Against the heavily hyped Joe Mesi, Monte got up off the floor in the fifth round, returned the favor in the seventh and surged down the stretch, having "Baby Joe" looking unsteady at the bell. He lost a debatable decision but it was obvious that had he only another round to work that he might have stopped Mesi. Dominick Guinn was a prospect of considerable note, many in the business calling him the best American heavy at the time. But while he may have had the talent, he lacked fire and Barrett, sensing his moment, fought with desire and urgency to get the decision.

Finally, "Two Gunz" overcame a terrible gash over his eye to break the will of the game and reasonably skilled Owen Beck. This run of good fortune clearly identifies what Barrett is all about: he is unconditionally willing to pay the price to win.

From an entertainment perspective, this fight has all the makings of a barn- burner. As is his habit, Rahman is only a reflection of what he has in front of him. When confronted with passive opponents, Rahman rarely takes initiative, instead looking to keep things on the end of his one-two. But when attacked as he was against Corrie Sanders and David Tua, "The Rock" shows some variety and much needed defiance. Then again, he isn't quite that easy to predict. It all depends on which version of himself decides to show up. One thing is certain though: Barrett, having fought his heart out to get to this point, isn't about to rely on odds. He'll fight like he's always done.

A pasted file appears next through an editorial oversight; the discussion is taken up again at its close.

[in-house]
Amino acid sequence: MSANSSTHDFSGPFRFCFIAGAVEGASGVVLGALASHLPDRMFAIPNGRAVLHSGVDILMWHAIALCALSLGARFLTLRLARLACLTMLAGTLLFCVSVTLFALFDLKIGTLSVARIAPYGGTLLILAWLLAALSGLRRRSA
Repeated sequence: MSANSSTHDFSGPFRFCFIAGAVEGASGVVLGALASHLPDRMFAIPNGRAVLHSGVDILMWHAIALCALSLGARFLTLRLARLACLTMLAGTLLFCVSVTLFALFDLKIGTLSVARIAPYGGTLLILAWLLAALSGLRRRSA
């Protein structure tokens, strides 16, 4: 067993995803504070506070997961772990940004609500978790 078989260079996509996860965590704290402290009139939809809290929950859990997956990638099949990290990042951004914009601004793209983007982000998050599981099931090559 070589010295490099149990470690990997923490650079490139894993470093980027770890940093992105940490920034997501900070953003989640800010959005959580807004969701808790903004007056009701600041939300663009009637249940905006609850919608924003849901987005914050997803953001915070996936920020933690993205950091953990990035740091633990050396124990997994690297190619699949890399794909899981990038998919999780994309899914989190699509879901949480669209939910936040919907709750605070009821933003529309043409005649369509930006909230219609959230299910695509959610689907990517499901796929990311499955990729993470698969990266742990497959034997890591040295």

It's easy to envision a scenario where a primed Rahman is just too much of a force offensively and slowly beats the fight out of his opponent as was the case in Barrett's only KO loss to Wladimir Klitschko a few years ago. Monte still has the treacherous habit of standing a bit too straight up, which could be disastrous against a man with a longer reach and superior power. But something tells me that Barrett has matured to the point of being a veteran and now has enough experience under his belt to make the slightest corrections to his overall game. Plus, his technical faults were only vividly apparent versus taller foes like Klitschko and the even taller Lance Whitaker.

This is a great start for a heavyweight resurgence, another step towards clearing up the fog. And with upcoming bouts like Wladmir Klitschko -Samuel Peter and Vitali Klitschko -Calvin Brock, it sure looks like a trend worth watching.

Article posted on 12.08.2005